The DVD Filter

Donald Cammell and Nicolas Roeg’s gender-playful 1970 gangster flick is worth the price just to see James Fox snarl at a lipsticked-and-turtlenecked Mick Jagger, “You’re a comical little geezer. You’ll look funny when you’re 50.” X; $19.98.

Marie Antoinette
Last year’s best-dressed mess. PG-13; $28.95.

The Departed
Scorsese’s least ambitious movie in years, and better for it. R; $28.98.

Infernal Affairs Trilogy
The Departed’s watertight Hong Kong inspiration. R; $39.99.

Half Nelson
Ryan Gosling deserves his Oscar nod—but what about Shareeka Epps? R; $26.96.

The lesser Capote. R; $27.98.

The Bicycle Thieves
Vittorio De Sica’s classic, restored. NR; $39.95.

Paul Robeson as Brutus Jones (not yet the emperor) in The Emperor Jones.Photo: Courtesy of the Criterion Collection

Practically a mythic figure, the late Paul Robeson was alternately beloved and blacklisted, celebrated and neglected—his ferocious artistic life a touchstone for many of our contemporary cultural convulsions. Criterion’s essential new collection Paul Robeson: Portraits of the Artist collects the films that best capture the actor-singer-lawyer-athlete-activist’s struggle to represent himself and his people, for better (The Proud Valley) and worse (Sanders of the River). The earliest of the seven films, Oscar Micheaux’s 1925 silent Body and Soul literally embodied Robeson’s dichotomy of nobility and danger, as the actor played rival twins: a sinning preacher and his do-gooder brother. Dudley Murphy’s adaptation of Eugene O’Neill’s The Emperor Jones captured the frenzy of Robeson’s historic stage performance. Neither movie gets at Robeson’s most extraordinary story—his own life. For that, there’s a terrific set of extras. NR; $99.95.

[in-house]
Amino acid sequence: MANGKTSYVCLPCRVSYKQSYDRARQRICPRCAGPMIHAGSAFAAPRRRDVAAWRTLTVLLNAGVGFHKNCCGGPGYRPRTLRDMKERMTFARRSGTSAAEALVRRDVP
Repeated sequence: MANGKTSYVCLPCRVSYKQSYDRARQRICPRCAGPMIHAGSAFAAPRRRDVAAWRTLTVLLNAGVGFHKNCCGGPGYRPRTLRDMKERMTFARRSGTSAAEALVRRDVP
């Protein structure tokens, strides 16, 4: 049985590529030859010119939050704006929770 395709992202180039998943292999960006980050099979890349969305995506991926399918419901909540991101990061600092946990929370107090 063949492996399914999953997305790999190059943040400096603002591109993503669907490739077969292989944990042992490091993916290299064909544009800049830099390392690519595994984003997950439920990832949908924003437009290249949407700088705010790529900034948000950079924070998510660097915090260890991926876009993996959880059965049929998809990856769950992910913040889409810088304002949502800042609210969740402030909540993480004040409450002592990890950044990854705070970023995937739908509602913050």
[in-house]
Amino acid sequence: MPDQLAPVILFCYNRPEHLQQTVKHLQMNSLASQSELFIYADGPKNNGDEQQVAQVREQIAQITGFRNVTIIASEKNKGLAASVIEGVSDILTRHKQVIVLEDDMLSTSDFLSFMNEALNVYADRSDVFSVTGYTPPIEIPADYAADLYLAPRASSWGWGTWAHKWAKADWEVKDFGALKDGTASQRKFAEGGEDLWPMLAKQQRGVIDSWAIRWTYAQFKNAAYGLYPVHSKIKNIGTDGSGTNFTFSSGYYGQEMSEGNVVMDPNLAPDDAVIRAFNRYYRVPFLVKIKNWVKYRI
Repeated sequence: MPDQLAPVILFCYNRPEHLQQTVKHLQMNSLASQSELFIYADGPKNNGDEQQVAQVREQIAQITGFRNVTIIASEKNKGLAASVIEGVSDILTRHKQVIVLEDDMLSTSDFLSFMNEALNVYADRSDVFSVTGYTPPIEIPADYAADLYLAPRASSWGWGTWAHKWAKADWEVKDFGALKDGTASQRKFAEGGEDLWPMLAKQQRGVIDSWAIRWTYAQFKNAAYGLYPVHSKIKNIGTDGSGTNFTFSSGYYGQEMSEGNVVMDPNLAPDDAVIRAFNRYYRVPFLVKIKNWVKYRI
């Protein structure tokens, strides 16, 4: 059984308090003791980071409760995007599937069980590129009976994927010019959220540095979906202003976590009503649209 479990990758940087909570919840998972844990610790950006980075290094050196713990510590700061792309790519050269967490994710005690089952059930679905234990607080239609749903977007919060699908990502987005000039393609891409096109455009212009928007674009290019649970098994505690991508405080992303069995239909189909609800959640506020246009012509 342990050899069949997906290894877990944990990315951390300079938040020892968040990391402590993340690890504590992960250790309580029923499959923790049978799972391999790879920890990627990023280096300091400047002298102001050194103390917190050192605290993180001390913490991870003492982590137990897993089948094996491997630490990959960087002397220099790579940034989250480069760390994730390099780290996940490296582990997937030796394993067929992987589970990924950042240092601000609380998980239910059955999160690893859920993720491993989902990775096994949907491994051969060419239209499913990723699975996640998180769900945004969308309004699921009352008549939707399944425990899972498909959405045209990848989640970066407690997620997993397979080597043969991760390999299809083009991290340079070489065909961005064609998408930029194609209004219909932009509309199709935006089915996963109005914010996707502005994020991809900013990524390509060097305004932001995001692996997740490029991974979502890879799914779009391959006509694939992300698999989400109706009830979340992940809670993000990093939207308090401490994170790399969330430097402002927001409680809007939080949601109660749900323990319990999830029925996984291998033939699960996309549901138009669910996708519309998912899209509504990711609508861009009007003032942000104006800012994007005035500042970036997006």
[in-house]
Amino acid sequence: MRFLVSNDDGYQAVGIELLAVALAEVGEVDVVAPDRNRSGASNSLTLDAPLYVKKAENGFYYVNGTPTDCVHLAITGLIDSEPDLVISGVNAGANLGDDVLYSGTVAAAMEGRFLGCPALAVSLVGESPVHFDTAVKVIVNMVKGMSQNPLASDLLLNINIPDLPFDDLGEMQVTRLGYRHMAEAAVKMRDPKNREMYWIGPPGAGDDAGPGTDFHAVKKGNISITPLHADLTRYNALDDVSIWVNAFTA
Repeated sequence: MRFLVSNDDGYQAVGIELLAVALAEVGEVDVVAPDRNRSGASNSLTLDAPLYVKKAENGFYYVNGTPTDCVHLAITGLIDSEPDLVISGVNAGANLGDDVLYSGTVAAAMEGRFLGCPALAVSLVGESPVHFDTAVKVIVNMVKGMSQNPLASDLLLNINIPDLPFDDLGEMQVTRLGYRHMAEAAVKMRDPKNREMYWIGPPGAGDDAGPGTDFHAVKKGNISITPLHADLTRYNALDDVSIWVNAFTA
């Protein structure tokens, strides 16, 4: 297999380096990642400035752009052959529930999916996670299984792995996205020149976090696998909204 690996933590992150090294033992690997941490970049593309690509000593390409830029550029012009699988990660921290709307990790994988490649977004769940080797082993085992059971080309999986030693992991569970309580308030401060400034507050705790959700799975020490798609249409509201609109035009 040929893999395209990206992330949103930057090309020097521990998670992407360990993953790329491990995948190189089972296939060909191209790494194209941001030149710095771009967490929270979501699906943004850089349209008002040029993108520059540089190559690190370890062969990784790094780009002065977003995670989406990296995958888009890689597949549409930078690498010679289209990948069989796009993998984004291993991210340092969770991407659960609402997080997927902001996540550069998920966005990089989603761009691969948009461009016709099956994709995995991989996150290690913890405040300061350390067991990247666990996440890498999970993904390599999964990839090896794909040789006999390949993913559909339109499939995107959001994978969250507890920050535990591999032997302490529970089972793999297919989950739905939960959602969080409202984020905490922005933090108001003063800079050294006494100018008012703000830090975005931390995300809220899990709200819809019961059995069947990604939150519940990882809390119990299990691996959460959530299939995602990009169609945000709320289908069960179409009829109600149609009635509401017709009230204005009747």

The DVD Filter